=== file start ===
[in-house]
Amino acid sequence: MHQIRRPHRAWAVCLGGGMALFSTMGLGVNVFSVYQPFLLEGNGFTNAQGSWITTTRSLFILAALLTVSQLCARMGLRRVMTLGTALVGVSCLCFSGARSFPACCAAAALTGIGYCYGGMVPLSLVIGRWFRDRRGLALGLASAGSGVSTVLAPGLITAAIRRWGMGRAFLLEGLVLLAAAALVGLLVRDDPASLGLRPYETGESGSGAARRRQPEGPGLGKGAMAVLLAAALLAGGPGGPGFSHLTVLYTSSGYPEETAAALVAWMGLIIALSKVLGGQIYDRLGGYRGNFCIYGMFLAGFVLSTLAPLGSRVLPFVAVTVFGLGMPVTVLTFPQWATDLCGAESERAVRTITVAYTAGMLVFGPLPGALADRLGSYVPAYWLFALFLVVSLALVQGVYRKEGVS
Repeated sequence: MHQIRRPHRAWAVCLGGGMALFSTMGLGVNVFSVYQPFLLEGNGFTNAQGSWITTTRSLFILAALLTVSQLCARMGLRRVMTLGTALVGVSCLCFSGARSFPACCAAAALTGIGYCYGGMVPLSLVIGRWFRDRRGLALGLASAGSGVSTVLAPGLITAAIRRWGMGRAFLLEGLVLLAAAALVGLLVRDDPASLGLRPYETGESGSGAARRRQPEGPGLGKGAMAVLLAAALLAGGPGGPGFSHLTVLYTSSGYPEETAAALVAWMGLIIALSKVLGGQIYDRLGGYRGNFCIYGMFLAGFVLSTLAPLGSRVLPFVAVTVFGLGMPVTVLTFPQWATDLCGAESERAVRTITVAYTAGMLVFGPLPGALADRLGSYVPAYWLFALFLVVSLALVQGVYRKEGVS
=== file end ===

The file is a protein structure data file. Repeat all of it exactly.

[in-house]
Amino acid sequence: MHQIRRPHRAWAVCLGGGMALFSTMGLGVNVFSVYQPFLLEGNGFTNAQGSWITTTRSLFILAALLTVSQLCARMGLRRVMTLGTALVGVSCLCFSGARSFPACCAAAALTGIGYCYGGMVPLSLVIGRWFRDRRGLALGLASAGSGVSTVLAPGLITAAIRRWGMGRAFLLEGLVLLAAAALVGLLVRDDPASLGLRPYETGESGSGAARRRQPEGPGLGKGAMAVLLAAALLAGGPGGPGFSHLTVLYTSSGYPEETAAALVAWMGLIIALSKVLGGQIYDRLGGYRGNFCIYGMFLAGFVLSTLAPLGSRVLPFVAVTVFGLGMPVTVLTFPQWATDLCGAESERAVRTITVAYTAGMLVFGPLPGALADRLGSYVPAYWLFALFLVVSLALVQGVYRKEGVS
Repeated sequence: MHQIRRPHRAWAVCLGGGMALFSTMGLGVNVFSVYQPFLLEGNGFTNAQGSWITTTRSLFILAALLTVSQLCARMGLRRVMTLGTALVGVSCLCFSGARSFPACCAAAALTGIGYCYGGMVPLSLVIGRWFRDRRGLALGLASAGSGVSTVLAPGLITAAIRRWGMGRAFLLEGLVLLAAAALVGLLVRDDPASLGLRPYETGESGSGAARRRQPEGPGLGKGAMAVLLAAALLAGGPGGPGFSHLTVLYTSSGYPEETAAALVAWMGLIIALSKVLGGQIYDRLGGYRGNFCIYGMFLAGFVLSTLAPLGSRVLPFVAVTVFGLGMPVTVLTFPQWATDLCGAESERAVRTITVAYTAGMLVFGPLPGALADRLGSYVPAYWLFALFLVVSLALVQGVYRKEGVS